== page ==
November 24th in History

This day in historyNovember 24 is the 328th day of the year (329th in leap years) in the Gregorian calendar. There are 37 days remaining until the end of the year. This date is slightly more likely to fall on a Tuesday, Thursday or Saturday (58 in 400 years each) than on Sunday or Monday (57), and slightly less likely to occur on a Wednesday or Friday (56).

There are 30 days till Christmas eve. Don’t panic, there is still plenty of time.

Holidays

Christian Feast Days:

Earliest day on which Harvest Day can fall, while November 30 is the latest; celebrated on the last Sunday in November. (Turkmenistan)

Earliest day on which Mother’s Day can fall, while November 30 is the latest; celebrated on the last Sunday in November. (Russia)

Anniversary of the martyrdom of Guru Tegh Bahadur (India)

Evolution Day (International observance)

Lachit Divas (Assam)

Teachers’ Day or Öğretmenler Günü (Turkey)

The first day of Brumalia, celebrated until the winter solstice. (Roman Empire)


History

In 380,  Theodosius I makes his adventus, or formal entry, into Constantinople.

In 1190,  Conrad of Montferrat becomes King of Jerusalem upon his marriage to Isabella I of Jerusalem.

In 1227,  Polish Prince Leszek I the White is assassinated at an assembly of Piast dukes at Gąsawa.

In 1248,  In the middle of the night a mass on the north side of Mont Granier suddenly collapsed, in one of the largest historical rockslope failures known in Europe.

In 1359,  Peter I of Cyprus ascends to the throne of Cyprus after his father, Hugh IV of Cyprus abdicates.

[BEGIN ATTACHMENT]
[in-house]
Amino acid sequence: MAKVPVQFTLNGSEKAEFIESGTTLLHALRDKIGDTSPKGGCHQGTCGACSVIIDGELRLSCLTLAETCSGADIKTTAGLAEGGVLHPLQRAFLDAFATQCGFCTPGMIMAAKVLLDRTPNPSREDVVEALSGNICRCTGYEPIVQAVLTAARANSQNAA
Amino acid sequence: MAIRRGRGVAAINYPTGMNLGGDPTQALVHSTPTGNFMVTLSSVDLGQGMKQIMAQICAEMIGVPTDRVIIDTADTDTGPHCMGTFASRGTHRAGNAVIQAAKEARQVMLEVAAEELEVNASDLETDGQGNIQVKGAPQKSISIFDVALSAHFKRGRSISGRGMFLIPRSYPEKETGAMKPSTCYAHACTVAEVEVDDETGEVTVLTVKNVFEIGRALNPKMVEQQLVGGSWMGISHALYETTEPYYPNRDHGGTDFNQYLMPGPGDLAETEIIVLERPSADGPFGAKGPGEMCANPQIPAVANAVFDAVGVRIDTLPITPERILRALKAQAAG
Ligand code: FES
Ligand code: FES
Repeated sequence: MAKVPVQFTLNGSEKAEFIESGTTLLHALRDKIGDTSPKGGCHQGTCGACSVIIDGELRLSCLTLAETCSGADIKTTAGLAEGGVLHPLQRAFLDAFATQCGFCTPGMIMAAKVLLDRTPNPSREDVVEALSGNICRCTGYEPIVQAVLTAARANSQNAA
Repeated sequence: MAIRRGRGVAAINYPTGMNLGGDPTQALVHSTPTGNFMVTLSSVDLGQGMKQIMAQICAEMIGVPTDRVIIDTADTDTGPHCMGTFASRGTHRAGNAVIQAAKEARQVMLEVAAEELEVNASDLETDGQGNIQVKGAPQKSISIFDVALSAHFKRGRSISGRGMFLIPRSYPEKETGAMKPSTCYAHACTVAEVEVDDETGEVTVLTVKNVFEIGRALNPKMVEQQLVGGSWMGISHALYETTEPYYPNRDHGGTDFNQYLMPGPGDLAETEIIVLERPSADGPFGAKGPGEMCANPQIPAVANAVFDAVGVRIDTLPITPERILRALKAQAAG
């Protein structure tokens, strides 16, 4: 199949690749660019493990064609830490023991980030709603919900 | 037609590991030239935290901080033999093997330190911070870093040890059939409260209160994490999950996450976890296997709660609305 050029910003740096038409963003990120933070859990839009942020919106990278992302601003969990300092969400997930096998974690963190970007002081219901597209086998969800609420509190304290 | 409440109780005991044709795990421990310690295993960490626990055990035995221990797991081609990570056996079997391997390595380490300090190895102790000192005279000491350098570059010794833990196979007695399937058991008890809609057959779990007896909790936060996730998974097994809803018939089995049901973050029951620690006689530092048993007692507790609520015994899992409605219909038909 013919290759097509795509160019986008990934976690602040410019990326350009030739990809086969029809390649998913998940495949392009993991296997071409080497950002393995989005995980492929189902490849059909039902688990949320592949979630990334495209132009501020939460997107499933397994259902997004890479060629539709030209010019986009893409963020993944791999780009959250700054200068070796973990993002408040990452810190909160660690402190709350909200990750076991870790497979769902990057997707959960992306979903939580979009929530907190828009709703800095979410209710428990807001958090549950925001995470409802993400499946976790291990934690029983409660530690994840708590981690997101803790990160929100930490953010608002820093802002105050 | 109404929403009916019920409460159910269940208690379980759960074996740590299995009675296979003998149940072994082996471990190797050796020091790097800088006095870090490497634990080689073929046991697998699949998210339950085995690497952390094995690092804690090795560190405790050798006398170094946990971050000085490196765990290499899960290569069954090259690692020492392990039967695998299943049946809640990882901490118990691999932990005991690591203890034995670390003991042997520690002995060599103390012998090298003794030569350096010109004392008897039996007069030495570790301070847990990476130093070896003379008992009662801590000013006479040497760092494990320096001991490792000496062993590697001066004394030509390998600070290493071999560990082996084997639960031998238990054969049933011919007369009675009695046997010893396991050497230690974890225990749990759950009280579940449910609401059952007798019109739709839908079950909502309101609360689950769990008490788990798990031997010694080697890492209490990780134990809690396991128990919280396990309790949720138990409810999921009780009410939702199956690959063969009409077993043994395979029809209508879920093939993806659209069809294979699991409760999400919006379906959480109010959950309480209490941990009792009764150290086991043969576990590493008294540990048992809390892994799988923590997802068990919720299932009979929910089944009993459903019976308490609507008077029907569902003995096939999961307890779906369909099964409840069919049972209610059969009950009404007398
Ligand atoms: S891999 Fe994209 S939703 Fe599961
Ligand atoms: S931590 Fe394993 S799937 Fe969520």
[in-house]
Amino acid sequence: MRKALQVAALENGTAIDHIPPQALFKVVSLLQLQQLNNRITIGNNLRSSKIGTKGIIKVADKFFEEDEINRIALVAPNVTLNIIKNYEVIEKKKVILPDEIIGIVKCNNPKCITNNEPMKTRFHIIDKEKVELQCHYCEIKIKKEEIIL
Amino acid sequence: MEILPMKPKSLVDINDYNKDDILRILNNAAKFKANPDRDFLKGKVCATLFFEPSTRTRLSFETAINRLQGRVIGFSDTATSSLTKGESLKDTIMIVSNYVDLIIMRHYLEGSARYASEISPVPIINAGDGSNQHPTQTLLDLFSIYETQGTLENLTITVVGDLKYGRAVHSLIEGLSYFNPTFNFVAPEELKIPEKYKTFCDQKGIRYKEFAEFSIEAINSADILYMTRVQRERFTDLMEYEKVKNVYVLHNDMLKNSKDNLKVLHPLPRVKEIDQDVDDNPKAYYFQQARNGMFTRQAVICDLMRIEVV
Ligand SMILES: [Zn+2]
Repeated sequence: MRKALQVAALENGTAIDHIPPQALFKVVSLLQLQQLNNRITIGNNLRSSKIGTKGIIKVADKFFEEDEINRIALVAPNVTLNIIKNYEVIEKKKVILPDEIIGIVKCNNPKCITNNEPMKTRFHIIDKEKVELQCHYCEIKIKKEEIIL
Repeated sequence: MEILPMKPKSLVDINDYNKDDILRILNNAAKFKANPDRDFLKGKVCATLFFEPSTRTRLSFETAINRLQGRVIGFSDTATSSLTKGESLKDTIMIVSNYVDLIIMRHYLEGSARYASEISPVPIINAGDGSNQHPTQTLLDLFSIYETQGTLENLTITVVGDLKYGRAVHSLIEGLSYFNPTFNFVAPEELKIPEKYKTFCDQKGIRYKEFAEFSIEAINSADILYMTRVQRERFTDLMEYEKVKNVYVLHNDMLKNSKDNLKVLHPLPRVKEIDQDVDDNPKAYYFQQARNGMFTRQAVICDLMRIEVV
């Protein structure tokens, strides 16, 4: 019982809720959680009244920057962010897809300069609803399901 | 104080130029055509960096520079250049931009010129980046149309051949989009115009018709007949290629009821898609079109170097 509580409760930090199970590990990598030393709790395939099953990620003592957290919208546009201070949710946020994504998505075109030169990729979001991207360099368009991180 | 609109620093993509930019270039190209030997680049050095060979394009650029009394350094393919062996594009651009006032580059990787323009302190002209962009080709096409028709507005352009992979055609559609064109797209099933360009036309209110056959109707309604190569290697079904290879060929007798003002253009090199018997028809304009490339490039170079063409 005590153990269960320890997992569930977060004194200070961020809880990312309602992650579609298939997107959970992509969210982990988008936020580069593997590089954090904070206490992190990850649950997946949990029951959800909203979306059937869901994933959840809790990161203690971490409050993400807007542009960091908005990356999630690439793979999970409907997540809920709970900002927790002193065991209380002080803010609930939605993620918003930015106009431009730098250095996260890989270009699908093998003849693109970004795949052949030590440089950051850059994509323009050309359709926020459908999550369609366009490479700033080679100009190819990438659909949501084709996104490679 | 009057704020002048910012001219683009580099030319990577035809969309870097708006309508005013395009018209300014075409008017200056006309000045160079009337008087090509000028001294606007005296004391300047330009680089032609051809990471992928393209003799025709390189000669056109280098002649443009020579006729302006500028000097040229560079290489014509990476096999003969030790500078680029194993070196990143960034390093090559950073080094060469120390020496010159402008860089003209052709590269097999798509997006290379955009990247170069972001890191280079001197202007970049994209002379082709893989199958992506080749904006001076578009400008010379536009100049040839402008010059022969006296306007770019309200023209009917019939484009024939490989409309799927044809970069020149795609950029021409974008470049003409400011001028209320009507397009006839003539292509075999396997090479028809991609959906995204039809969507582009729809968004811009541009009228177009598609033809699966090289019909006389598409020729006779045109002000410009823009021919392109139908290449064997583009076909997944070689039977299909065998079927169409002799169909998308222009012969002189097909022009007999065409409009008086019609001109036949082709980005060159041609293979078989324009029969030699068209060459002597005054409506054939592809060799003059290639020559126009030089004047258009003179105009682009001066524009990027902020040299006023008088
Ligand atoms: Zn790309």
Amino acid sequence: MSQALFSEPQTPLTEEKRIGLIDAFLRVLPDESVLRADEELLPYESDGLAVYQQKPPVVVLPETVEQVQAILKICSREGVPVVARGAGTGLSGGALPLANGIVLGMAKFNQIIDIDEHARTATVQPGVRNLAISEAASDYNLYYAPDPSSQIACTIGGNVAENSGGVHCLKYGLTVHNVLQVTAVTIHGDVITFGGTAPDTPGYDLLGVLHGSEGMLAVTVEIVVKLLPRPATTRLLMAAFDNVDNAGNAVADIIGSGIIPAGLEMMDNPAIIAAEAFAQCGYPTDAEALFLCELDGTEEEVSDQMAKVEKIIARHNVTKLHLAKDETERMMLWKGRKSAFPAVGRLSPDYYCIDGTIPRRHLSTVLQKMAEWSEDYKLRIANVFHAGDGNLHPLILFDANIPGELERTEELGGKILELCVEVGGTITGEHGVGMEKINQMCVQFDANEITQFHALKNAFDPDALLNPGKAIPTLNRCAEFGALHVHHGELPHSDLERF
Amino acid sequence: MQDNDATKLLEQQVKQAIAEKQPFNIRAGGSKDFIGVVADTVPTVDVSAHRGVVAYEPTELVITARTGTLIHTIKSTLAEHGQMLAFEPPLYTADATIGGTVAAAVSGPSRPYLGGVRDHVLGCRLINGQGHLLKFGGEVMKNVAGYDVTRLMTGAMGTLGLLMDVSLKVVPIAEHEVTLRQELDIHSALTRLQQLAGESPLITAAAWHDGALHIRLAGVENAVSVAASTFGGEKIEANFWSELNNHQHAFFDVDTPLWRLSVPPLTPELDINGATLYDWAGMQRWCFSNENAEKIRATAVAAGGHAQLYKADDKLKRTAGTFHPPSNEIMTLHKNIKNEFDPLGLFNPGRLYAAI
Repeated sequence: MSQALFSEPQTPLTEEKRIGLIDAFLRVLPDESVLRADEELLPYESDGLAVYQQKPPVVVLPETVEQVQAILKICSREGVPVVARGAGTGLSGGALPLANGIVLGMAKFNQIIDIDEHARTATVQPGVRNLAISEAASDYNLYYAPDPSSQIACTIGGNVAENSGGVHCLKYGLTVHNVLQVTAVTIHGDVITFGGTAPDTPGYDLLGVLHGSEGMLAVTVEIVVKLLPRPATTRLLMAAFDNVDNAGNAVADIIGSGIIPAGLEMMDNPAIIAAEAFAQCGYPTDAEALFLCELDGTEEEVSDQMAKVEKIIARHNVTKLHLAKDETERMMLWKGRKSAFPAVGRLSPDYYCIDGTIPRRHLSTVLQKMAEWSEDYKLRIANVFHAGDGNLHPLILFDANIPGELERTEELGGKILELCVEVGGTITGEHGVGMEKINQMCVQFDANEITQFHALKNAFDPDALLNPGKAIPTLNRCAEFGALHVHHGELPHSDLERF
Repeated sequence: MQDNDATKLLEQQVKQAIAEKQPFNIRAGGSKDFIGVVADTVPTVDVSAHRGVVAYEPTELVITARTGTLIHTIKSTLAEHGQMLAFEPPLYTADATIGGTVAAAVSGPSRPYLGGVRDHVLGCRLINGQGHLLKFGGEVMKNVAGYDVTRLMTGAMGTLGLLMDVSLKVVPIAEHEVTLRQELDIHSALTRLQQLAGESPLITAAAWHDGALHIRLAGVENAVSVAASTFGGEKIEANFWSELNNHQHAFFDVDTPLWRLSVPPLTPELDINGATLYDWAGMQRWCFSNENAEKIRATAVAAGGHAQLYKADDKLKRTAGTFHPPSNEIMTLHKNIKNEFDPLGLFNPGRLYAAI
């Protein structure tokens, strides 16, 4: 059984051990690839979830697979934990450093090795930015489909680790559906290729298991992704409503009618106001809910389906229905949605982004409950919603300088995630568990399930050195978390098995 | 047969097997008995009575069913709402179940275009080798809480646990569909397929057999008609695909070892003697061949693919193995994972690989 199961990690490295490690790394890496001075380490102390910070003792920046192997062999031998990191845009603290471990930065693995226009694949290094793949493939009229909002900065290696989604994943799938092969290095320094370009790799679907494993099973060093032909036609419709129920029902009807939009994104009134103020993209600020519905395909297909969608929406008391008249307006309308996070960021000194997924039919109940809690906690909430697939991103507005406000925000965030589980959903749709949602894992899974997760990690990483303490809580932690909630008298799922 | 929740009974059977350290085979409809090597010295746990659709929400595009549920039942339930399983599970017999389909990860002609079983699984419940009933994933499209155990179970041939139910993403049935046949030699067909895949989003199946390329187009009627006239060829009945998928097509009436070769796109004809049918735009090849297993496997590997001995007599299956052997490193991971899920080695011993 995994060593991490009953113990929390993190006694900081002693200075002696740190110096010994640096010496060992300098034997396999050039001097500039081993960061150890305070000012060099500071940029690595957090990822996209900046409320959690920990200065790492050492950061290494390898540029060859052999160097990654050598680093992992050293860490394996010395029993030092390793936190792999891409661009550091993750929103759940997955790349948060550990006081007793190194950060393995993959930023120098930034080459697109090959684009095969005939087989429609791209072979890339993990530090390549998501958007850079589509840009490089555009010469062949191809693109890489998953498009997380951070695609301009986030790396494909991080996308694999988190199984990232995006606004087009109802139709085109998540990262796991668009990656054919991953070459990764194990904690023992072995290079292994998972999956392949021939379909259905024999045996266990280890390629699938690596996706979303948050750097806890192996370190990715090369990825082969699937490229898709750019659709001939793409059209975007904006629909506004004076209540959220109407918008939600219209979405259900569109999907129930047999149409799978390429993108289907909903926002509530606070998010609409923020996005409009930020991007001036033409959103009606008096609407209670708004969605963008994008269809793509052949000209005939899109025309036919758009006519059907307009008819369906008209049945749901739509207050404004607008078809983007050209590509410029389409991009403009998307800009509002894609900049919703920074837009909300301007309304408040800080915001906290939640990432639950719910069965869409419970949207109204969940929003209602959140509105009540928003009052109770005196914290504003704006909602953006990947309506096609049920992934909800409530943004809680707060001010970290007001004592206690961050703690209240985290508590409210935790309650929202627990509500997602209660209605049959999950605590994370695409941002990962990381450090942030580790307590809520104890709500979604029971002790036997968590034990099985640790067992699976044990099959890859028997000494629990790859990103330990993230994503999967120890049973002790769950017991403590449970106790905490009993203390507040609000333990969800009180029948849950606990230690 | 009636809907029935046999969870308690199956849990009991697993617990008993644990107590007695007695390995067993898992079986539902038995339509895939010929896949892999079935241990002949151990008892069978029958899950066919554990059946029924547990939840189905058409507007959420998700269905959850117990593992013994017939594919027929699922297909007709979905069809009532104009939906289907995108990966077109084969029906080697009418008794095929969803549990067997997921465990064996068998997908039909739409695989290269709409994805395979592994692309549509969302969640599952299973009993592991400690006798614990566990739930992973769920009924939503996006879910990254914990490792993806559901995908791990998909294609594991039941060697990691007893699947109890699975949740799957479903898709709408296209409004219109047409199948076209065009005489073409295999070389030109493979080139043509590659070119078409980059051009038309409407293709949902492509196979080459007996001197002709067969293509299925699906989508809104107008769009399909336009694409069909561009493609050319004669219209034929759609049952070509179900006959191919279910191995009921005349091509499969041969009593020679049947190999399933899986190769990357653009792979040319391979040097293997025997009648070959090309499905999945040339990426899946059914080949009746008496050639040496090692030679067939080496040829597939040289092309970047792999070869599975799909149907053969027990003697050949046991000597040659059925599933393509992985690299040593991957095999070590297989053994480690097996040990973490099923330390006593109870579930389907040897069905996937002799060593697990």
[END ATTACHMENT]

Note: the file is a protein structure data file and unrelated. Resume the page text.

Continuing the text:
In 1429,  Joan of Arc unsuccessfully besieges La Charité.

In 1542,  Battle of Solway Moss: An English army defeats a much larger Scottish force near the River Esk in Dumfries and Galloway.

In 1572,  John Knox, Scottish clergyman (b. 1510) died.

In 1642,  Abel Tasman becomes the first European to discover the island Van Diemen’s Land (later renamed Tasmania).

In 1750,  Tarabai, regent of the Maratha Empire, imprisons Rajaram II for refusing to remove Balaji Baji Rao from the post of peshwa.

James Caldwell American Revolution.jpgIn 1781,  James Caldwell, American minister (b. 1734) was killed on November 24, 1781, by an American sentry in Elizabethtown, New Jersey, when he refused to have a package inspected. The sentry, James Morgan, was hanged for murder on January 29, 1782 in Westfield, New Jersey, amid rumors that he had been bribed to kill the chaplain. There were nine orphaned children of Hannah and James Caldwell, all of whom were raised by friends of the family.

He was a Presbyterian minister who played a prominent part in the American Revolution.

Caldwell was born in Cub Creek in Charlotte County, Virginia, the seventh son of John and Margaret Caldwell, who were Scots-Irish settlers. He graduated from the College of New Jersey (later called Princeton University) in 1759 and, though he inherited 500 acres (2.0 km2) in Cub Creek, became pastor of the Presbyterian church in Elizabethtown, New Jersey. He was an active partisan on the side of the Patriots, and was known as the “soldier parson”. His church and his house were burned by Loyalists in 1780.

While Caldwell was stationed with the army in Morristown, his wife Hannah was killed by British gunfire under disputed circumstances during the Battle of Connecticut Farms in what is now Union Township, an act which Union County immortalizes on their county seal to this day. His wife had been at home with their baby and a 3 year old toddler. As the British moved into Connecticut Farms, Hannah Caldwell was shot through a window or wall as she sat with her children on a bed.

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Zachary Taylor

In 1784,  Zachary Taylor, American general and politician, 12th President of the United States (d. 1850) was born. He was the 12th President of the United States (1849–1850) and an American military leader. His 40-year military career ended with far-reaching victories in the Mexican–American War. His status as a national hero won him election to the White House despite his vague political beliefs. His top priority as president was preserving the Union, but he died 16 months into his term, before making any progress on the status of slavery, which had been inflaming tensions in Congress.